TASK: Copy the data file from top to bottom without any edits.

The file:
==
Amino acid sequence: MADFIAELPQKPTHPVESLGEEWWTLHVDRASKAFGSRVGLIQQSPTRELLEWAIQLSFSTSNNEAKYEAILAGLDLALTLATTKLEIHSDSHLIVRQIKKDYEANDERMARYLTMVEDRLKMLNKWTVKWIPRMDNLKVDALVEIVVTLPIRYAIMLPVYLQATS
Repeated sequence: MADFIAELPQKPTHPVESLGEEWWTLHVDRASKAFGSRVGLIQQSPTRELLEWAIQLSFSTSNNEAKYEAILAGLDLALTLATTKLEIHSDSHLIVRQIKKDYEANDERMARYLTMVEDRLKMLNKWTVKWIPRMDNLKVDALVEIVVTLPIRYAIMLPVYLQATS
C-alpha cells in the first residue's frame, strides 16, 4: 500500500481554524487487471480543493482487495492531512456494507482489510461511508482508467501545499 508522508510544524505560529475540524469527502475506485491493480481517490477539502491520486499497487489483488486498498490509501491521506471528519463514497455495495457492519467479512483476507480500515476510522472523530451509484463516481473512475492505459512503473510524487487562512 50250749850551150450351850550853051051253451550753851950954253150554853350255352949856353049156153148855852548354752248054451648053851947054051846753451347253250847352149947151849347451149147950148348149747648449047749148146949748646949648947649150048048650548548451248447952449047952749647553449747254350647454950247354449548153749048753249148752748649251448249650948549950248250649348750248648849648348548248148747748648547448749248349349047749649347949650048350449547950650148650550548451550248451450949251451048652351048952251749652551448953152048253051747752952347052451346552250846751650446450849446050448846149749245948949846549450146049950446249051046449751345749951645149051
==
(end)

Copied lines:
Amino acid sequence: MADFIAELPQKPTHPVESLGEEWWTLHVDRASKAFGSRVGLIQQSPTRELLEWAIQLSFSTSNNEAKYEAILAGLDLALTLATTKLEIHSDSHLIVRQIKKDYEANDERMARYLTMVEDRLKMLNKWTVKWIPRMDNLKVDALVEIVVTLPIRYAIMLPVYLQATS
Repeated sequence: MADFIAELPQKPTHPVESLGEEWWTLHVDRASKAFGSRVGLIQQSPTRELLEWAIQLSFSTSNNEAKYEAILAGLDLALTLATTKLEIHSDSHLIVRQIKKDYEANDERMARYLTMVEDRLKMLNKWTVKWIPRMDNLKVDALVEIVVTLPIRYAIMLPVYLQATS
C-alpha cells in the first residue's frame, strides 16, 4: 500500500481554524487487471480543493482487495492531512456494507482489510461511508482508467501545499 508522508510544524505560529475540524469527502475506485491493480481517490477539502491520486499497487489483488486498498490509501491521506471528519463514497455495495457492519467479512483476507480500515476510522472523530451509484463516481473512475492505459512503473510524487487562512 50250749850551150450351850550853051051253451550753851950954253150554853350255352949856353049156153148855852548354752248054451648053851947054051846753451347253250847352149947151849347451149147950148348149747648449047749148146949748646949648947649150048048650548548451248447952449047952749647553449747254350647454950247354449548153749048753249148752748649251448249650948549950248250649348750248648849648348548248148747748648547448749248349349047749649347949650048350449547950650148650550548451550248451450949251451048652351048952251749652551448953152048253051747752952347052451346552250846751650446450849446050448846149749245948949846549450146049950446249051046449751345749951645149051